Individual articles on this website are copyrighted. Articles may be downloaded for personal use; users are forbidden to reproduce, republish, redistribute, or resell any materials from this website in either machine-readable form or any other form without permission of the author and NHLA or payment of the appropriate royalty for reuse. For permissions and other copyright-related questions, please email your question to: editor [at] nhlaonline.org.
Still Learning Better Landscape Practices
— Dr. Dirt digs into the past to shine a light on the future —
Fifteen years ago I was fortunate to have a half-time appointment at the UNH Office of Sustainability Programs, with a mission of moving the university (and beyond) to more regenerative and efficient practices in the landscape. Our “Sustainable Landscape Group” consisted of me, Lauren Chase-Rowell, and Heidi Tyson. Working within a large university bureaucracy with innumerable stakeholders, each with very specific opinions about what makes a landscape beautiful, is always a challenge. Every individual has a unique concept of the human landscape and the ideal. I described the process of influencing university policies and practices as trying to correct the path of a supertanker from a kayak. At the time, it seemed that there were small victories and large defeats. But looking back, we accomplished and/or influenced more than I thought at the time: a campus tree inventory and planning for the future UNH campus forest, a number of small sustainable designs on campus, some new thoughts in the Grounds Department and in Campus Planning, and, perhaps most importantly, influencing the first-ever campus landscape master plan.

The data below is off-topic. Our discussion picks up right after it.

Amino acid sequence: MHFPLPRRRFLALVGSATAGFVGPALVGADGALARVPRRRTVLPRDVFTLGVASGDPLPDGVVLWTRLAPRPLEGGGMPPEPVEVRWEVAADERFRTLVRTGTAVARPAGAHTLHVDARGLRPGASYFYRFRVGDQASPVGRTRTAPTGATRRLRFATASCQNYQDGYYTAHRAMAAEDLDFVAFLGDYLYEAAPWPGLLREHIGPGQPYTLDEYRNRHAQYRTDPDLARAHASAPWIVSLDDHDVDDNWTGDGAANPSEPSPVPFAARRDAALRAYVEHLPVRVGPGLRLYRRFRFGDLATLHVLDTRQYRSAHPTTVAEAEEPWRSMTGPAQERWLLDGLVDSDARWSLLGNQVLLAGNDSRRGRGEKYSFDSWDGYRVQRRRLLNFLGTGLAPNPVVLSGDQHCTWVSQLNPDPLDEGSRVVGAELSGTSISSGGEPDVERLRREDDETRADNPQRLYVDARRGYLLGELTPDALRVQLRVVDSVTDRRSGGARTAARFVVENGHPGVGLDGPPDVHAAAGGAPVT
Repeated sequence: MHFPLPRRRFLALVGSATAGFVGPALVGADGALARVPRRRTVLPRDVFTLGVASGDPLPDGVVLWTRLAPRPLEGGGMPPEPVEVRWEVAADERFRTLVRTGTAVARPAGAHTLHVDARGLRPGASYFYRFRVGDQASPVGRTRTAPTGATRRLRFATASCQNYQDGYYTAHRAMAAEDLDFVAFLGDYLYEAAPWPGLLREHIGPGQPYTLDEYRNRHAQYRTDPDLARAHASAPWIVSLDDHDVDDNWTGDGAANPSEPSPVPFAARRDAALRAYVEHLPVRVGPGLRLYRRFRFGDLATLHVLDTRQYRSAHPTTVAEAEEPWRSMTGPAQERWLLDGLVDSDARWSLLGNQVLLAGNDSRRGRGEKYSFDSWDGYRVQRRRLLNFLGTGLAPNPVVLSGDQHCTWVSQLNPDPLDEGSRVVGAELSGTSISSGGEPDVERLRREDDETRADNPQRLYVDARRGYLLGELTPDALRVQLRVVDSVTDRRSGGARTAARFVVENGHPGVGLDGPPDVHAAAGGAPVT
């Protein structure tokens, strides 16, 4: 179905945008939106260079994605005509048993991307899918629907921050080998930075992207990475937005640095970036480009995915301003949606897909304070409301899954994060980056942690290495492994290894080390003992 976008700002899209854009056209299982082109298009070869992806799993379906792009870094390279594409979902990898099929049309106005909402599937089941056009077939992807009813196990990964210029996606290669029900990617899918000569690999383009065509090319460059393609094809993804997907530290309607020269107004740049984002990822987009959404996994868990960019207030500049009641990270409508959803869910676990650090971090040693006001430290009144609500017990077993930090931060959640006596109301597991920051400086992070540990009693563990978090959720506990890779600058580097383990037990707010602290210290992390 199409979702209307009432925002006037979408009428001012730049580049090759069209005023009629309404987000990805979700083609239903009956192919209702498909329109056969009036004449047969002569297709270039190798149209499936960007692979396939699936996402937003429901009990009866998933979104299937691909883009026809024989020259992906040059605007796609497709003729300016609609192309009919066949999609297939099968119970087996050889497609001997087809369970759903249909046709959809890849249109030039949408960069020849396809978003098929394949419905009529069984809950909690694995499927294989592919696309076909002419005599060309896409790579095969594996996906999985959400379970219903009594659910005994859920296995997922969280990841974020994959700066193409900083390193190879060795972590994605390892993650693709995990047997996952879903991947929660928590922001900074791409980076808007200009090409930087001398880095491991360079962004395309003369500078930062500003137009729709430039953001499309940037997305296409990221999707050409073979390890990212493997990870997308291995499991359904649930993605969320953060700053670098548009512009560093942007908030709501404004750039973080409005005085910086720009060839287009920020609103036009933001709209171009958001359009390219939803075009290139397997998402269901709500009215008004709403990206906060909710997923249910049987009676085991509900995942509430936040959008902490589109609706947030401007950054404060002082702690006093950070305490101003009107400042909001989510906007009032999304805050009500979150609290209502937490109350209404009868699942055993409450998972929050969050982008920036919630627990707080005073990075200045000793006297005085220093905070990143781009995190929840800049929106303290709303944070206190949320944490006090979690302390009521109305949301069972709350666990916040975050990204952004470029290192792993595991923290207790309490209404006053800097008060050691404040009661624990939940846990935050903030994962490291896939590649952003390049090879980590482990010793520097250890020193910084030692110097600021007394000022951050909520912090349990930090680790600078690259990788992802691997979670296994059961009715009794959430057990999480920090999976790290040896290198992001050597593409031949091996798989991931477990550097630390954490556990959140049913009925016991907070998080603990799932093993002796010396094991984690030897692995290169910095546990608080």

The table below was one of our creations, from fifteen years ago, and these items remain goals in today’s landscape work: design, construction and maintenance. I repeat this outline here because, from what I see, it seems we still have a long way to go to achieve these concepts in our landscape work in New Hampshire and New England.
|Moving from conventional landscape practice||TO||more sustainable landscape practice|
|Design with weak relationships to natural systems||TO||Design based in native ecosystems|
|Low biological diversity||TO||High biological diversity|
|Indiscriminate use of exotic materials||TO||Preferential use of native species and materials|
|Focused subsurface water collection and rapid conveyance off site||TO||Water detention, infiltration and filtration|
|Dominance of high-maintenance lawn areas||TO||Reduced lawn areas, more sustainable lawn|
|Overuse of impervious surfaces||TO||Preferential use of permeable surfaces|
|Soil degradation (erosion, compaction, pollution)||TO||Soil conservation and restoration|
|Removal of organic matter (lawn clippings, leaves…)||TO||On-site conservation of organic matter|
|Reliance on high-input bark mulch||TO||Use of groundcovers and natural mulches|
|Reliance on pesticides for pest control||TO||Use of integrated pest management|
|Degradation of vegetation and soils during construction||TO||Conscious protection of existing vegetation and soils during construction|
|Reliance on rock salt for snow and ice removal||TO||Reduction of rock salt by use of low-impact|
|“One size fits all” landscape (eg, lawn and foundation planting)||TO||Enhancing strong sense of place (design based in existing conditions of topography, soils, drainage, plant communities, etc.|
Suggested fifteen years ago, these are still good places to start to provide more sustainable and regenerative landscapes in the state and region. Landscapers in New England should be far more ahead in these areas than we appear to be today. Changing long-standing landscape and cultural templates is not easy, but it is clearly time to move forward.
Dr. Dirt sends congratulations to John Hart, Emeritus Professor of Horticultural Technology, Thompson School of Applied Science, University of New Hampshire, Durham.